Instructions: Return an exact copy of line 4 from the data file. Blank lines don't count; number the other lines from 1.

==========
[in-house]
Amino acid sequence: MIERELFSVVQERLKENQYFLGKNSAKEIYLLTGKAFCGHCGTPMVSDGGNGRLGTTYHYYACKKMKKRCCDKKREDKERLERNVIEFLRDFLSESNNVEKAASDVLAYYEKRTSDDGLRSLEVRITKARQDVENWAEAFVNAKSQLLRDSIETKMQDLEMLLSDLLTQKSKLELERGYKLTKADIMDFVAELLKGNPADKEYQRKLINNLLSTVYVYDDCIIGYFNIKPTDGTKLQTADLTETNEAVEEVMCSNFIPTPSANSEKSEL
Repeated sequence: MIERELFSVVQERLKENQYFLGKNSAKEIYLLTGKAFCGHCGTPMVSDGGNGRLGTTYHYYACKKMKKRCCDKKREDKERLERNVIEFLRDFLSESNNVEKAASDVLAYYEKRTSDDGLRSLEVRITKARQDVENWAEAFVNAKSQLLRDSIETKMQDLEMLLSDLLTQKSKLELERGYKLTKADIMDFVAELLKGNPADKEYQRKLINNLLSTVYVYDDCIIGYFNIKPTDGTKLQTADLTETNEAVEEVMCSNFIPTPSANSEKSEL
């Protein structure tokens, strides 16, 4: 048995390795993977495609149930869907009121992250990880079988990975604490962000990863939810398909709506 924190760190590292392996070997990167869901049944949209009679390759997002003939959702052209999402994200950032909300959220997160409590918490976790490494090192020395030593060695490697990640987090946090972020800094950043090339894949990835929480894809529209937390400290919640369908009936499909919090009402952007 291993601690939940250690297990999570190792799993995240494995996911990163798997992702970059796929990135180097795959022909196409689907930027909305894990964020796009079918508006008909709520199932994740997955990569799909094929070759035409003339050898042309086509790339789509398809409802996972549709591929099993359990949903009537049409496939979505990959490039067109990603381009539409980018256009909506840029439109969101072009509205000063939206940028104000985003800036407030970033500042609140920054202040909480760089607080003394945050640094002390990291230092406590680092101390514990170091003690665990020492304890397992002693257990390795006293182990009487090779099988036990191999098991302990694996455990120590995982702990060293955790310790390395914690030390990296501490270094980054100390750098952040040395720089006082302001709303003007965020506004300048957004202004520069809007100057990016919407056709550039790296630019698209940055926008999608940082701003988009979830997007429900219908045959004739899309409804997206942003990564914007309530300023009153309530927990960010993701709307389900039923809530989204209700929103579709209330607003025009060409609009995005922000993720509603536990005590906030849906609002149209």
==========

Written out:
């Protein structure tokens, strides 16, 4: 048995390795993977495609149930869907009121992250990880079988990975604490962000990863939810398909709506 924190760190590292392996070997990167869901049944949209009679390759997002003939959702052209999402994200950032909300959220997160409590918490976790490494090192020395030593060695490697990640987090946090972020800094950043090339894949990835929480894809529209937390400290919640369908009936499909919090009402952007 291993601690939940250690297990999570190792799993995240494995996911990163798997992702970059796929990135180097795959022909196409689907930027909305894990964020796009079918508006008909709520199932994740997955990569799909094929070759035409003339050898042309086509790339789509398809409802996972549709591929099993359990949903009537049409496939979505990959490039067109990603381009539409980018256009909506840029439109969101072009509205000063939206940028104000985003800036407030970033500042609140920054202040909480760089607080003394945050640094002390990291230092406590680092101390514990170091003690665990020492304890397992002693257990390795006293182990009487090779099988036990191999098991302990694996455990120590995982702990060293955790310790390395914690030390990296501490270094980054100390750098952040040395720089006082302001709303003007965020506004300048957004202004520069809007100057990016919407056709550039790296630019698209940055926008999608940082701003988009979830997007429900219908045959004739899309409804997206942003990564914007309530300023009153309530927990960010993701709307389900039923809530989204209700929103579709209330607003025009060409609009995005922000993720509603536990005590906030849906609002149209």